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    ABSTRACT: The objective of this thesis was to evaluate the feasibility for the production of fuel bioethanol from whey permeate. The identification of the limiting factors of the process revealed that the stabilization of the substrate was critical to the use of whey as a fermentation substrate and that the conversion yields and ethanol tolerance limited the process. A comparison of the possible scenarios for the production of bioethanol from whey was first performed. It was demonstrated that fresh whey should be concentrated at the production site before being transported to a centralized treatment plant, since transporting dilute material or producing ethanol at the dairy would result in too high operating costs. An economic comparison of a treatment plant, which (i) "directly" ferments lactose into ethanol using Kluyveromyces fragilis and (ii) "indirectly" ferments hydrolyzed whey using Saccharomyces cerevisiae, resulted in similar production costs of 1.35 CHF/LEtOH and 1.32 CHF/LEtOH respectively. Whey stabilization was investigated by testing the addition of chemical compounds to whey. These were evaluated according to their ability to prevent the growth of lactic acid bacteria which were identified as being mainly responsible for whey instability. Formic acid (50 mM) or hydrogen peroxide (100 mM) were shown to extend the stability from 2-3 days, at 4°C to 21 days at ambient temperature. However, such concentrations of preservative also inhibit the growth of yeasts, therefore they must be removed prior to fermentation. Of the compounds tested, formic acid was preferred due to the high level of bacterial growth inhibition at pH 4, and its non-toxicity for yeast at neutral pH. This would enable whey to be stored at room temperature for a three-week period without negatively influencing the subsequent yeast fermentation. Global productivity of the initial fermentation cultures was considerably reduced as a result of a long non-productive lag phase. In order to improve the understanding of the principle factors which, not only influence the duration of the lag phase, but also the biomass produced during a pre-culture period of 24h and the maximum growth rate in fermentation cultures, six pre-culture parameters were tested alone or in combination on two ethanol-producing yeasts, K. marxianus CBS 5795 and CBS 397, using whey permeate as substrate through the application of design of experiment procedures. The key parameters identified through this strategy were: influence of temperature, type of sugar, culture mode, initial biomass concentration and initial sugar concentration. 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Highest conversion yield and alcohol tolerance were achieved with S. cerevisiae Ethanol Red (YP/S= 0.662 C-mol/C-mol, cEtOHmax= 148 g/L), of the indirect fermentation yeasts, and with K. marxianus CBS 5795 (YP/S= 0.660 C-mol/C-mol, cEtOHmax= 79 g/L) of the direct fermentation yeasts studied. Introducing the data obtained from cultures with these yeasts to former economic evaluations of both scenarios, showed that direct fermentation should be preferred for fermenting whey permeate to ethanol. A maximum volumetric productivity of 6.24 g/(L·h) at 37°C and pH 4 was achieved with K. marxianus CBS 5795. Fermentation of non-sterile whey permeate with a consortium (CEKI) of K. marxianus (S1), I. orientalis (S2) and E. faecalis (S3), isolated from spontaneous cultures, was then studied. Maximal ethanol yield of 0.65 C-mol/C-mol, as highest ethanol concentration of 55 g/L, was achieved with CEKI, at 37°C and pH 4, compared to isolated cultures of these organisms. The results also suggest that E. faecalis exhibits a protective effect against lactic acid bacteria. Specific productivity of CEKI was 0.21 gEtOH/(gbiomass·h). Finally, a novel in-situ product recovery method, based on capsular perstraction with an organic solvent, was developed for ethanol extraction in batch fermentation systems using CEKI, which utilizes microcapsules. The production of capsules of 2 mm diameter that contained a hydrophobic core of laurinaldehyde and an alginate-based membrane enabled (i) to reduce the toxicity of the solvent for the growing cultures, and (ii) make the separation of the organic phase easier for a subsequent ethanol recovery. For the produced capsules mass transfer was determined by the solvent layer (0.27·10-5 cm2/s), which resulted in a maximum specific ethanol recovery of 3.17 gEtOH/(gsolvent·s).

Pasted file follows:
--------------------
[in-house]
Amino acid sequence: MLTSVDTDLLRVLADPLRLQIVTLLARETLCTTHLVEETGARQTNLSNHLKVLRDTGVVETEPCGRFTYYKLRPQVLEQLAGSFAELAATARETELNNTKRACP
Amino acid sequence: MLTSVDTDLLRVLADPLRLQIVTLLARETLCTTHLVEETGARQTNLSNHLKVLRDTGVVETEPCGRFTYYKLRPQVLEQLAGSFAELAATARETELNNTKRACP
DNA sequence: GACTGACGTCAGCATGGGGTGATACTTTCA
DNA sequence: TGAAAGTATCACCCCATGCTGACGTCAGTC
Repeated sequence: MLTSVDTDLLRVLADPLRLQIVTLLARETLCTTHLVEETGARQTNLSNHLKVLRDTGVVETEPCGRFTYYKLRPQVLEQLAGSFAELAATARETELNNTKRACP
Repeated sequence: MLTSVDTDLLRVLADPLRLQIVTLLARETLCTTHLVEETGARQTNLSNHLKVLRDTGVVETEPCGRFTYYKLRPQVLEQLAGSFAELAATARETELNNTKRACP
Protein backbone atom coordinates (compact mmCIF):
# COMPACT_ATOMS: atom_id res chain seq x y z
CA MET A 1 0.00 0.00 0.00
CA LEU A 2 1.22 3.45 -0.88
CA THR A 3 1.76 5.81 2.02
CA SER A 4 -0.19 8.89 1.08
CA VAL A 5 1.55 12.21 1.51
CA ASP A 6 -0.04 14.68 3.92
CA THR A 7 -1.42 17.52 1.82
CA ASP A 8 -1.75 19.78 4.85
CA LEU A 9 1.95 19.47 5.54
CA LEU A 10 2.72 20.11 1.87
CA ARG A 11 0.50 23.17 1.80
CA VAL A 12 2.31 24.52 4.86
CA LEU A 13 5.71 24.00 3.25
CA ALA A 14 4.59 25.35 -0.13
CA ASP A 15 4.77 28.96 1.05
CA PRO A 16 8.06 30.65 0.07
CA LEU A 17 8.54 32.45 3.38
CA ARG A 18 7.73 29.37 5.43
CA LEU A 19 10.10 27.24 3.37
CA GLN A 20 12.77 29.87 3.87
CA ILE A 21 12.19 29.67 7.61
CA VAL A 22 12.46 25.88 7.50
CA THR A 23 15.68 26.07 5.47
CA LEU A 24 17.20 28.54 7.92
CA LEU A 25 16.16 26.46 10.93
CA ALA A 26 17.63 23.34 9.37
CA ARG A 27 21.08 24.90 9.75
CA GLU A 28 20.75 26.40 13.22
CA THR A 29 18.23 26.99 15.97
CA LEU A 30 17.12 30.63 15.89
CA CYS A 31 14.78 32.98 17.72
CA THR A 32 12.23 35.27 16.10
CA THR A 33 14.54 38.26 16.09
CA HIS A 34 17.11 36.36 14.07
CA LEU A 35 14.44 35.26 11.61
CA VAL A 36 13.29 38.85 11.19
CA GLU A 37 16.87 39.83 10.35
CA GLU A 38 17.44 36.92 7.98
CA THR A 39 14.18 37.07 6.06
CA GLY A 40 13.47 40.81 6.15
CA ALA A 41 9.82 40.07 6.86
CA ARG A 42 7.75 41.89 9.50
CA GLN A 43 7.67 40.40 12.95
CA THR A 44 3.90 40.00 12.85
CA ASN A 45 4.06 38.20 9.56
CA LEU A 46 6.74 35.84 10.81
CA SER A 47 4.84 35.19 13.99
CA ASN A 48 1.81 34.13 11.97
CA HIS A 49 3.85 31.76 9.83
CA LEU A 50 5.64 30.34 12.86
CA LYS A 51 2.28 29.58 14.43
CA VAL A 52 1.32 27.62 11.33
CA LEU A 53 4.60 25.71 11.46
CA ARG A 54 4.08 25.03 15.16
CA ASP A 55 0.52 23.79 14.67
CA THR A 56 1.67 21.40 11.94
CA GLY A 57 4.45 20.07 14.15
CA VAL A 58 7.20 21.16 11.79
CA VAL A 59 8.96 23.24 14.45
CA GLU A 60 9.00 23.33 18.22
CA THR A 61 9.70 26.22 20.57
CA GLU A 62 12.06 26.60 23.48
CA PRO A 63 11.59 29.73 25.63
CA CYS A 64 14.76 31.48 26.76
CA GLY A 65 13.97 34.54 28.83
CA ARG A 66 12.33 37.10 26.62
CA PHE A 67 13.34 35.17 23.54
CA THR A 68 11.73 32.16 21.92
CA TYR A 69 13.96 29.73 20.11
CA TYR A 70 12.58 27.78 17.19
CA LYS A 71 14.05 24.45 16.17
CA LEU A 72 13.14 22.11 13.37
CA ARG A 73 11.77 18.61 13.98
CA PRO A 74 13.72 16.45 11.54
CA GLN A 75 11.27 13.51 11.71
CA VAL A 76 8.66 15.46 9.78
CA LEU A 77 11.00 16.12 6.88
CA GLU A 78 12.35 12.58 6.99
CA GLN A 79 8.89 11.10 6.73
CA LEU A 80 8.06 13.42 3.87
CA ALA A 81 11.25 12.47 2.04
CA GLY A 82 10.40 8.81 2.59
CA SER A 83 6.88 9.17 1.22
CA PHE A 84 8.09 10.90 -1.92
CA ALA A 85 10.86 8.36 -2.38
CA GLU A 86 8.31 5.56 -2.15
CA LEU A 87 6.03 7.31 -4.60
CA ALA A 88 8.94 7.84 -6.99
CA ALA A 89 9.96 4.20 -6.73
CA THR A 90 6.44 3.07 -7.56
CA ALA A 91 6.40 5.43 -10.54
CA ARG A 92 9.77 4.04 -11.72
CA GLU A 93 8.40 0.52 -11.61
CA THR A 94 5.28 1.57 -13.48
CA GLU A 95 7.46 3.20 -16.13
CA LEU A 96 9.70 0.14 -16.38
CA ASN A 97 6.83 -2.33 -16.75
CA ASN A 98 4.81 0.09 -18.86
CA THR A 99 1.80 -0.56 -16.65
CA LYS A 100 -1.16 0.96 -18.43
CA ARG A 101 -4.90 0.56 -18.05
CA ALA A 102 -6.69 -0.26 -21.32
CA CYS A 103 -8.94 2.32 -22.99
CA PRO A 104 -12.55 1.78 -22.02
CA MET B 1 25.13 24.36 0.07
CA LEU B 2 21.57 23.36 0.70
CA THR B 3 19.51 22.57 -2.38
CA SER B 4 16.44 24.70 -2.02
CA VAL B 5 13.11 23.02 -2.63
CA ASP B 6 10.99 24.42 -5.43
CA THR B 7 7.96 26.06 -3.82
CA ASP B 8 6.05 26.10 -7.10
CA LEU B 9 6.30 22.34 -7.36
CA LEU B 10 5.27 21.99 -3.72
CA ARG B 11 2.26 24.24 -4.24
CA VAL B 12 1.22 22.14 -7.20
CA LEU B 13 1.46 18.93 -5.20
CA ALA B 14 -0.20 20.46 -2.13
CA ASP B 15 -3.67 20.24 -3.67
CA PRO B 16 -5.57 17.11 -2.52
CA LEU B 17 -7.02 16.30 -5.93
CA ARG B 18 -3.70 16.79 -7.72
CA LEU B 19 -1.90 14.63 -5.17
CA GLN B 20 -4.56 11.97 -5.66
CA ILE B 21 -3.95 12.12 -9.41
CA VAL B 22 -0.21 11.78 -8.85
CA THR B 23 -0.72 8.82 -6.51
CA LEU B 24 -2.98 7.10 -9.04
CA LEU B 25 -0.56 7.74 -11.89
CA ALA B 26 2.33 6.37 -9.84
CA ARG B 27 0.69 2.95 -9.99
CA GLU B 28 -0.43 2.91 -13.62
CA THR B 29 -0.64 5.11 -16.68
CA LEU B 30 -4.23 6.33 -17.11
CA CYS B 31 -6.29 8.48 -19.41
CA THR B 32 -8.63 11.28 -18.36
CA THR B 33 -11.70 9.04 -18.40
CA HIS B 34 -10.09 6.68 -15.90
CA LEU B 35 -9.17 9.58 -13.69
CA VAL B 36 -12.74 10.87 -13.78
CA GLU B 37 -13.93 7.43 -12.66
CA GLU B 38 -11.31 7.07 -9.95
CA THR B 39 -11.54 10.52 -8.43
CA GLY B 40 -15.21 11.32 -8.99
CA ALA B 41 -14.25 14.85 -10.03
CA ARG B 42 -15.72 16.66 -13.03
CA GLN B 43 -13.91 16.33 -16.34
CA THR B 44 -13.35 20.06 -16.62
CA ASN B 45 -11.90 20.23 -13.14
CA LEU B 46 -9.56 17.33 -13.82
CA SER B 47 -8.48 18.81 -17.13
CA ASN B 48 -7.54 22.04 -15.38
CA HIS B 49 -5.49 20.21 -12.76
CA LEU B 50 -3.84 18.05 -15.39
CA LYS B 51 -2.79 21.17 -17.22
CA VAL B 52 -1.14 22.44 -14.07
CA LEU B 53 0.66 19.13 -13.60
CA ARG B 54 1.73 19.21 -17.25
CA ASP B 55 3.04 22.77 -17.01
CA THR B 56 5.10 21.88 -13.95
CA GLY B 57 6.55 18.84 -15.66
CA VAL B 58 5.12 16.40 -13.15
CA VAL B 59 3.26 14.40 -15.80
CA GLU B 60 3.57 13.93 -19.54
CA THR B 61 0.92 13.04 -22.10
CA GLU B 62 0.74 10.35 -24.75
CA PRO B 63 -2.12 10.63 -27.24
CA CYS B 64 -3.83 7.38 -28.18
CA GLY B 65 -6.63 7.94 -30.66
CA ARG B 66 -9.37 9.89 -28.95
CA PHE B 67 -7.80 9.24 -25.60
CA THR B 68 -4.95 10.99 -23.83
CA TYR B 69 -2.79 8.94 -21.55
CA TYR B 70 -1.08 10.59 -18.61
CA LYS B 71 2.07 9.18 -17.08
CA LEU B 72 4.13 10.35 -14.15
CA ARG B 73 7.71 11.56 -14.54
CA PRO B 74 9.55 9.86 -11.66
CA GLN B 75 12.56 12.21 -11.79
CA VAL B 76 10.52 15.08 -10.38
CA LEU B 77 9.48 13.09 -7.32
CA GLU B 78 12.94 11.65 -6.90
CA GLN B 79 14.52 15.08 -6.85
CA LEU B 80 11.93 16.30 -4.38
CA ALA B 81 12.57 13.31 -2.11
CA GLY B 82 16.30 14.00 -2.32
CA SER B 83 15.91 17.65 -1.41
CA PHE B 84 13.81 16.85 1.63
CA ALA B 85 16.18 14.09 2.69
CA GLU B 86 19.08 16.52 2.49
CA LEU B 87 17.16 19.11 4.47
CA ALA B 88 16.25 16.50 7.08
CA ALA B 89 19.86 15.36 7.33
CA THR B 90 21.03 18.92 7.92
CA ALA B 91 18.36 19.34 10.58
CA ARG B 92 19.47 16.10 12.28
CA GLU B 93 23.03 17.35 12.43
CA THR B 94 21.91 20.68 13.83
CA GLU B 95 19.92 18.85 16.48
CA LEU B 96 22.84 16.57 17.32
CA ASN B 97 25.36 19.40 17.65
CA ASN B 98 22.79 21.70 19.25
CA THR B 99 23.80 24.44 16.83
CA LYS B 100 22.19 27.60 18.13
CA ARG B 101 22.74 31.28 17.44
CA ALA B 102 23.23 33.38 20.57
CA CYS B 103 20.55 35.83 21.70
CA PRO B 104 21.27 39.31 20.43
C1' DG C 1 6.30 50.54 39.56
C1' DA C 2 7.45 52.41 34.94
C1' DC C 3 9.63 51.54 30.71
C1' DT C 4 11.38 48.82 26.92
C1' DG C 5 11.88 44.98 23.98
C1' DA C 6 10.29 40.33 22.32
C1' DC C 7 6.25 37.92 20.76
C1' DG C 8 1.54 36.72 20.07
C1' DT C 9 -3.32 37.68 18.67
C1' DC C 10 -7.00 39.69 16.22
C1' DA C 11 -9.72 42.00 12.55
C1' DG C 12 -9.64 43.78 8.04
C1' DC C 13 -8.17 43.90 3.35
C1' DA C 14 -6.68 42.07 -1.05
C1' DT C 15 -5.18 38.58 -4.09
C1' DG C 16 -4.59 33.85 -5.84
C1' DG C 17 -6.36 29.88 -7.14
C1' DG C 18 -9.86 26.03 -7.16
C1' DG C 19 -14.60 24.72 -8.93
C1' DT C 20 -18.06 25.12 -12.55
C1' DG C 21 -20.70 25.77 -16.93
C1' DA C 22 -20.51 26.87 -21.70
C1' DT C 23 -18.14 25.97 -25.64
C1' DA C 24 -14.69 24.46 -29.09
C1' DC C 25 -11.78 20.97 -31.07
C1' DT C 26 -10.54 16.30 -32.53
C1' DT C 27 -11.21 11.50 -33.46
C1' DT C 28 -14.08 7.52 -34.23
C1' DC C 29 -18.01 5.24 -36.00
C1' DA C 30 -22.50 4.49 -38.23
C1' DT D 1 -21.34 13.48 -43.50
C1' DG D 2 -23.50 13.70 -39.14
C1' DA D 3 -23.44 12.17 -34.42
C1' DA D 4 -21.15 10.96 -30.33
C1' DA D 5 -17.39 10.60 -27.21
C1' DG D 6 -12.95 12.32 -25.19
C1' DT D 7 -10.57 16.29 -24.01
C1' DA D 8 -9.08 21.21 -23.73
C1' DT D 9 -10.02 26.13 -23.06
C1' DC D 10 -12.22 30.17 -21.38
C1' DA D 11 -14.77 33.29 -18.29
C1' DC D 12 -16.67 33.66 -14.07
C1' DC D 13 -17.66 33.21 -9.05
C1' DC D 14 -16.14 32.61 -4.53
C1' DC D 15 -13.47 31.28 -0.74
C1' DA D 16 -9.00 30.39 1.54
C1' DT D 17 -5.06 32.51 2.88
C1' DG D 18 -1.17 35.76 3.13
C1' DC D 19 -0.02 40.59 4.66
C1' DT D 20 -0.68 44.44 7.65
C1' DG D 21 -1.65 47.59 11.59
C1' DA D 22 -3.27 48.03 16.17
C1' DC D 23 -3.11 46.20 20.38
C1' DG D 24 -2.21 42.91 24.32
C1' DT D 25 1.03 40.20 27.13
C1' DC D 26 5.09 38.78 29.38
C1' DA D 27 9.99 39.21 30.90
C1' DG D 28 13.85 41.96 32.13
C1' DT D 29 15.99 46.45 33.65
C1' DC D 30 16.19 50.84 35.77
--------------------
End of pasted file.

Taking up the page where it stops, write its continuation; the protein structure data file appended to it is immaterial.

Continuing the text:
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    ABSTRACT: This review deals with a recent development of biofuels and chemicals from biomass. Some of the grainbased biofuels and chemicals have already been in commercial operation, including fuel ethanol, biodiesel, 1.3-propanediol, polylactic acid (PLA) and polyhydroxy butyric acid/alkanoates (PHB/PHA). The next generation bioproducts will be based on lignocellulosics due to their abundance and to stabilize rising food prices. However, the technologies of handling biomass are yet in their infancy and suffer from low yield, low product titer, and low productivity. This review focuses on bioprocessing technologies for biofuels production: organic raw biomaterials available in Korea; volatile fatty acids platform, multi-stage continuous high cell density culture (MSC-HCDC), enrichment of fermentation broth by forward osmosis; various purification methods of pervaporation of ethanol, solvent extraction on succinic, lactic acids and reactive separation methods.
    Korean Journal of Chemical Engineering 07/2012; 29(7). DOI:10.1007/s11814-012-0080-6 · 1.24 Impact Factor